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Recycled OEM Airbags

The Issue: ARA objects strongly to the continued disparagement of the "recycled" airbag market by automobile manufacturers and airbag manufacturers. ARA is unaware of any incident ever where a properly "recycled" original equipment manufacturer (OEM) airbag module has failed to deploy. Additionally, we are unaware of any factual data that exists to support the argument contending "recycled" airbags are unsafe, and we believe there is none.

The Impact: ARA believes the availability of lower-cost undeployed, properly recycled OEM airbags as replacement parts greatly reduces the principal or perhaps only incentive for consumers to use dummy covers or remanufactured/rebuilt airbag modules (which ARA condems), namely the high cost of new OEM replacement airbags. Requiring a vehicle to be repaired only with an expensive, new OEM air bag results in higher repair costs, more vehicles being totaled, and in effect fewer vehicles being repaired. As a result, consumers are faced with higher premiums for motor vehicle insurance coverage.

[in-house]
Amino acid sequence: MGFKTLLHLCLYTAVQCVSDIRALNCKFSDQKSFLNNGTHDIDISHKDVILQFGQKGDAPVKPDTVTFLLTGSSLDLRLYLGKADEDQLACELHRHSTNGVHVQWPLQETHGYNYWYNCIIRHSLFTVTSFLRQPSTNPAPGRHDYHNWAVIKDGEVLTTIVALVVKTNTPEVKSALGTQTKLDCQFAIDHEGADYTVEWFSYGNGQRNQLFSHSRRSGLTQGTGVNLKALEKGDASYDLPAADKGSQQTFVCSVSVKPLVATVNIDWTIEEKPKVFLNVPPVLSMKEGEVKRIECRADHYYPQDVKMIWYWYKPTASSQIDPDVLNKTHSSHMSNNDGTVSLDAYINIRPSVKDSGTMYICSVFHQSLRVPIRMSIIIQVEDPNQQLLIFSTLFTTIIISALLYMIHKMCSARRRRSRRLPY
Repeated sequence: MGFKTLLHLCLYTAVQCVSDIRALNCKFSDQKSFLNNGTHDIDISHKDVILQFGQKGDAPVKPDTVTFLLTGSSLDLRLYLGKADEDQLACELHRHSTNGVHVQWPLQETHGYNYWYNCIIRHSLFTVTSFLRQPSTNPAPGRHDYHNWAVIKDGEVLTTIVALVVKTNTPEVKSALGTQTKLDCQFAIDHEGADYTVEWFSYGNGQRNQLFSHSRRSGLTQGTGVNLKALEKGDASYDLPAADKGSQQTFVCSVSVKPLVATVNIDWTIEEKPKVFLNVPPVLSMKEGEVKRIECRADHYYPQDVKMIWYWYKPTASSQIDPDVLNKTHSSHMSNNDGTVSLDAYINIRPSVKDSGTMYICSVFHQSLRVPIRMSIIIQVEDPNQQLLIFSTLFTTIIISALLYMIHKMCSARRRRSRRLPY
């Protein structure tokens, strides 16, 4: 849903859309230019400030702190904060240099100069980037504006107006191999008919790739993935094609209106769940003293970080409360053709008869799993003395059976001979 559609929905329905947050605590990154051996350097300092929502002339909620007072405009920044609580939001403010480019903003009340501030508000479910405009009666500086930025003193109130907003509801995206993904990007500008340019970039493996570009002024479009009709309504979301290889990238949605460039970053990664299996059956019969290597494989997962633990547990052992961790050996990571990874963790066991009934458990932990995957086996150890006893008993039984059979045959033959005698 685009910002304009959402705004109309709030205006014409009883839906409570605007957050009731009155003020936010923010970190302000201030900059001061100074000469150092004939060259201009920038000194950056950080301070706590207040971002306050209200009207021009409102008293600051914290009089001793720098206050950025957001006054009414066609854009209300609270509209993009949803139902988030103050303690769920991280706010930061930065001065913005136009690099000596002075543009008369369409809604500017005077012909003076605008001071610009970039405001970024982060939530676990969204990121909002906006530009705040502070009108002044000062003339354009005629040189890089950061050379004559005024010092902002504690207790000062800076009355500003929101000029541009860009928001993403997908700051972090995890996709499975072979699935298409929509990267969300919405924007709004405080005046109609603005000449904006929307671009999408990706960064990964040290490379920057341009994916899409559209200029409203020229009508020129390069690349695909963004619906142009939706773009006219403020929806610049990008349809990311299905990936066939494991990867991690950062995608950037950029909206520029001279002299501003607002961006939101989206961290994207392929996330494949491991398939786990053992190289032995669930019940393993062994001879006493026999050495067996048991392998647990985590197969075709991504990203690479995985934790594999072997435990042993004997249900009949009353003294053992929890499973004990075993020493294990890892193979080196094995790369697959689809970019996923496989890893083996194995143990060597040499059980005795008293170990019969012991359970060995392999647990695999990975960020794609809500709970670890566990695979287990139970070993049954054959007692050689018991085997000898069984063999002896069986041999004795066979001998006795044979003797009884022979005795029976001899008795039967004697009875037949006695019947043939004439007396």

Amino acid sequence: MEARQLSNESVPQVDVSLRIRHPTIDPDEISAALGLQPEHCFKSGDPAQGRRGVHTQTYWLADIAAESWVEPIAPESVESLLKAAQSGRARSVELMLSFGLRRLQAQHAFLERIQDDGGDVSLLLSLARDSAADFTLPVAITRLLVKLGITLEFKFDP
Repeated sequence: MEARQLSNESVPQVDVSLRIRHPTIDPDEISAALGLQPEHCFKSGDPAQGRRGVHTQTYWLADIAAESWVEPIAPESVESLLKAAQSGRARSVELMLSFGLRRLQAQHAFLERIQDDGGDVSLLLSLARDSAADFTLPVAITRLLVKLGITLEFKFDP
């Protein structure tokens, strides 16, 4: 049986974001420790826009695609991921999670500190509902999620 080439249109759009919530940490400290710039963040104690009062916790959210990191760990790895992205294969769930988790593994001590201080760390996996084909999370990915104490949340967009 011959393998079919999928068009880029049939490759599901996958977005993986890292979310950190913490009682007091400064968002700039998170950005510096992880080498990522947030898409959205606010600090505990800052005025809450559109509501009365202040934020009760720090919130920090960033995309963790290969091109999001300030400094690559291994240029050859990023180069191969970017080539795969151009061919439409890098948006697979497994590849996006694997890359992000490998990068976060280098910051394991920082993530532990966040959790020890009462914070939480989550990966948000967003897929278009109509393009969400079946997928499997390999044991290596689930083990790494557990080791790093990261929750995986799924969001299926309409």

ARA Position: ARA stands by the use of undeployed, properly recycled and installed OEM airbag modules as viable, economical and safe alternatives to the use of new, costly OEM airbags. Properly recycled OEM airbag modules are vital competitive alternative s for consumers who might not otherwise be able to afford airbag repairs to their vehicle. Independent studies conducted by ARA, the Insurance Corporation of British Columbia (ICBC) and Airbag Testing Technology (ATT) have consistently shown that the performance of undeployed, recycled OEM airbags is the same as new OEM supplied airbag modules for use in professional repair. ATT showed, based on studying forces and energy related to airbag deployment and occupant performance, that new OEM airbags and recycled airbags are statistically indistinguishable.

Additional Information:

ARA Product Services, LLC - Airbag Protocol 

GAO report on aftermarket parts and "recycled" air bag modules  (.pdf file)

ARA Response Letter to BusinessWeek article, August 6, 2001

Letter, by Phil Sheppard , to the Calgary Sun newspaper


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